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The End of the ‘Wear It Once’ Trend

Melissa Wall

I know little to nothing about fashion trends. The vagaries of the fashion industry are as incomprehensible to me as a turbine jet engine. But I do know that one of the most important trends of the decade– perhaps of the era – is currently being set by the likes of Jennifer Aniston, Sophia Loren, and, perhaps most notably, Kate Middleton.

It’s the trend of wearing the same clothes more than once.

We all know that celebrity-dressing habits are the epitome of crazy excess. In the age of constant selfies and nonstop public scrutiny, celebs set a gold standard for conspicuous consumption when it comes to fashion – and not without good reason, given that it can be a career setback to be “caught” wearing the same outfit twice. But while we may want celebs to dazzle us with ever-changing looks and sleek poses in magazines, this whole “life as costume drama” trend comes at a cost. Namely, we’re reinforcing a completely unsustainable way of consuming items of clothing that has ramifications on everything from the supply chain to the water table to our own pocket books.

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Kiera Knightly in her now-famous wedding dress, which she wears often

The habits of the famous trickle down into normal behavior, and in the age of social media, where everyone is the star of their own digital feed, wearing a dress twice (or at least, being seen wearing a dress twice) has become an actual worry for the rest of us. Think I’m exaggerating? One 2012 survey found that 80 percent of women buy new party outfits out of “fear of being ‘Facebook tagged’ in the same clothes more than once.”

All this vilification of double-wear means one thing: women (and men, but the marketing and magnifying glasses tend to be aimed more at women) are buying more clothes than we need. Tons more. We’re wearing something for purposes of having it look cute in a digitally-blasted photo, then shoving it into a closet crevice – or, worse, throwing it away – and moving on to the next item.

It’s obvious that wearing an article of clothing once and then chucking it is wasteful. But when you look at the volume of waste it produces, the global footprint, and the resources taken to sustain all this waste, you get an idea of just HOW wasteful. Wasteful to the point of harmful. Wasteful to the point of destructive on a global scale.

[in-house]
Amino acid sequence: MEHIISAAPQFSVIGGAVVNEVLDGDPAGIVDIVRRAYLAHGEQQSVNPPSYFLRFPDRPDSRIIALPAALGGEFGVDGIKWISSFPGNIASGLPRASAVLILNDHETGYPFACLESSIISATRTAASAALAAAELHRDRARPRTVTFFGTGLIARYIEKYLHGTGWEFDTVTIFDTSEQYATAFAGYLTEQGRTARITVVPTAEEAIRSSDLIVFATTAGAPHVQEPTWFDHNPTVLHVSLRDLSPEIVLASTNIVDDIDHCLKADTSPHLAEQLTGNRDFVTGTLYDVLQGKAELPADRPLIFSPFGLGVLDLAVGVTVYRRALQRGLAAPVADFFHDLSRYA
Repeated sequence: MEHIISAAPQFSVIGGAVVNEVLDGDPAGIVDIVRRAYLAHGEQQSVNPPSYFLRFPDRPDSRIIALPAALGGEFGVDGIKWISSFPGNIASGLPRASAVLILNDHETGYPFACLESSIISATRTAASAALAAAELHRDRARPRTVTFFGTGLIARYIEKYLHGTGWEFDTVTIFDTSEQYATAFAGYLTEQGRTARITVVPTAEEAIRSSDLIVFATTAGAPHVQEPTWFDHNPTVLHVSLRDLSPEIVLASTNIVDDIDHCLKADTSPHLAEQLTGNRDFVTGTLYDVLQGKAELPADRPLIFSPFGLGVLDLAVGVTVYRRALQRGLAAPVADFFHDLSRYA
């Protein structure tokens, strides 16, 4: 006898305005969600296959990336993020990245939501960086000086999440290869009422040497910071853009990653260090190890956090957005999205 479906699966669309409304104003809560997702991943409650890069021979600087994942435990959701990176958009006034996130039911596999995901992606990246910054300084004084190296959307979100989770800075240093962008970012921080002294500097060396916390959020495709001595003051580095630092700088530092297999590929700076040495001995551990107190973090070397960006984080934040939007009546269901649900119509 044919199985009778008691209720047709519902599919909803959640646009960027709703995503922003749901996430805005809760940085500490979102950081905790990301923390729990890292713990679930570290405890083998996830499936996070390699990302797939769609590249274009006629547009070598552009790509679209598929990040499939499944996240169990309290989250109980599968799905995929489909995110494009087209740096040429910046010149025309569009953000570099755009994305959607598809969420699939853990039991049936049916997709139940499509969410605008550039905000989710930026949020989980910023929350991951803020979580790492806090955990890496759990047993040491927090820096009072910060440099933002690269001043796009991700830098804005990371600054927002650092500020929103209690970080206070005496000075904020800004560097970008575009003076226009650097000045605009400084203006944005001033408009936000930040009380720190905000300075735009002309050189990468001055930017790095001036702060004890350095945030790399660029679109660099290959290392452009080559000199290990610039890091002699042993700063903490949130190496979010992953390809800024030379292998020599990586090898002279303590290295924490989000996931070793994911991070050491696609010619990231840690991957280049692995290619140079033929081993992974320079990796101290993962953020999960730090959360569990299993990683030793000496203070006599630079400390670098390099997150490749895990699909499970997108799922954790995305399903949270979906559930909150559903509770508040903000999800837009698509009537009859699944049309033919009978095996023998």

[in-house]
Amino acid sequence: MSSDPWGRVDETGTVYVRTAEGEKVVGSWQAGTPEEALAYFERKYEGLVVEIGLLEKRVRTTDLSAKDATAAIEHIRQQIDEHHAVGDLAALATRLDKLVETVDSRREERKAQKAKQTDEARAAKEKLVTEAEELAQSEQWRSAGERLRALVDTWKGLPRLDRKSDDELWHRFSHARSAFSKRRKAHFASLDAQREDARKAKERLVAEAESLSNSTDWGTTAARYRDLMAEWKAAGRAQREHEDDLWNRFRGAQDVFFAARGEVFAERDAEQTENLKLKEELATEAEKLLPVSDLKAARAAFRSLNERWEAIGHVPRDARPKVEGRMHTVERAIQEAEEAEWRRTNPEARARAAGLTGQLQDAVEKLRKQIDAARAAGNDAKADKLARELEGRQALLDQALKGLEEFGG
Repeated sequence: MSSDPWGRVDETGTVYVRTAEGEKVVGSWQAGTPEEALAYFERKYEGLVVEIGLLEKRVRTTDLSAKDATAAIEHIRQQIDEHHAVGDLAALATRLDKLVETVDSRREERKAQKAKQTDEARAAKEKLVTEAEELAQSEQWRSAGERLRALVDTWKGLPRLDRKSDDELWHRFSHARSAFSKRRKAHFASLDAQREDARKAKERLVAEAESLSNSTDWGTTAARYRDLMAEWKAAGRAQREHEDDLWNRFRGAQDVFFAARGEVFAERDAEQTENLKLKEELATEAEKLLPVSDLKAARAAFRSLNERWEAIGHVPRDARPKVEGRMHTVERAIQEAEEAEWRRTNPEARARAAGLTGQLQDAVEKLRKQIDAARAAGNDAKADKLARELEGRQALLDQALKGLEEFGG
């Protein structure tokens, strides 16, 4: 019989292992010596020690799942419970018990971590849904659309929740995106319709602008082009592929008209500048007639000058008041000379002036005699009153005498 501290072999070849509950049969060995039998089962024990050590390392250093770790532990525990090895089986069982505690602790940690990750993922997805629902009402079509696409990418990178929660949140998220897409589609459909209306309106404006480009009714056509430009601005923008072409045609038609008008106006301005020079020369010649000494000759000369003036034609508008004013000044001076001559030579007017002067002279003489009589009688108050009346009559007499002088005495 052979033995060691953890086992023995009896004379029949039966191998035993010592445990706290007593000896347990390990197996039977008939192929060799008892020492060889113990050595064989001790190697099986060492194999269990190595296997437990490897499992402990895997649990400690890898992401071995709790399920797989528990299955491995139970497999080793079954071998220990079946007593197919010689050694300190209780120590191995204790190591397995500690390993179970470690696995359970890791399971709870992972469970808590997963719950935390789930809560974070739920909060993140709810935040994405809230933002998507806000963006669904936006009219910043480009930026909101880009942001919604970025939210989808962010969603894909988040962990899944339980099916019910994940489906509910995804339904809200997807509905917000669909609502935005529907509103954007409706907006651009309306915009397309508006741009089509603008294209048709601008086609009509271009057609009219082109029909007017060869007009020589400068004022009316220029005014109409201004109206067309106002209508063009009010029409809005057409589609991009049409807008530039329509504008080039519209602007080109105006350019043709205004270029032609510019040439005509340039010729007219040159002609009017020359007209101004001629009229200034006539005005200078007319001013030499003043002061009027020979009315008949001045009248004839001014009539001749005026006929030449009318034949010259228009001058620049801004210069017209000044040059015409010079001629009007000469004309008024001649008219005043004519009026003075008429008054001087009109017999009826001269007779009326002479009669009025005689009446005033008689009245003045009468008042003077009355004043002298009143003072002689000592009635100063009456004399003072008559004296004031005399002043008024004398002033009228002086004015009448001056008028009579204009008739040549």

Deep down, we all know this is ridiculous – it’s a trend based on an illusion, all staging and spectacle, signifying nothing. Even celebs don’t toss out a designer blouse or pair of jeans after its first wear. Still, we keep on participating in a cultural norm that is harming our environment, wasting our hard-earned cash, putting garment workers at risk, and ultimately doing no good to anyone.

Imagine if we reversed the trend to go the other way? I remember the first time someone pointed out that I was wearing the same dress in a Facebook photo that I’d worn a year earlier. It didn’t occur to me that the comment wasn’t a compliment – “it’s such a lovely dress, it stood out twice!”

I was naïve, but it’s a naivete I’m choosing to hold on to. I love finding clothes that I can wear again and again, unique items that I know I’ll never get tired of reaching for in my closet, and rediscovering. I own a dress I bought at a sample sale that I’ve worn to no less than 5 weddings in the last 4 years– it’s become a good luck charm, at least in my eyes. Look, I’m wearing the green silk shift! You two will be happy forever! It’s tough to pinpoint what, if anything, we gain from treating clothes like disposable box cameras. But it’s clear what we lose – the real pleasure that comes from ownership of a beautiful, quality item, and the relationship and significance that can develop from wearing something unique over time. We rob ourselves of the narrative around a particular cocktail dress, the memories attached to the parties it’s seen, the formal dinner party, opening night at the ballet, the dates gone bad (or good). Over time, clothes can become more than just fodder for a social media snapshot – they become part of our personal history. They may even become heirlooms for our daughters. If the price of that is losing potential clout on Facebook, I’ll happily pay it.

Melissa Lafsky Wall is the founder of Brick Wall Media and is an editor at Newsweek and the Freakonomics blog.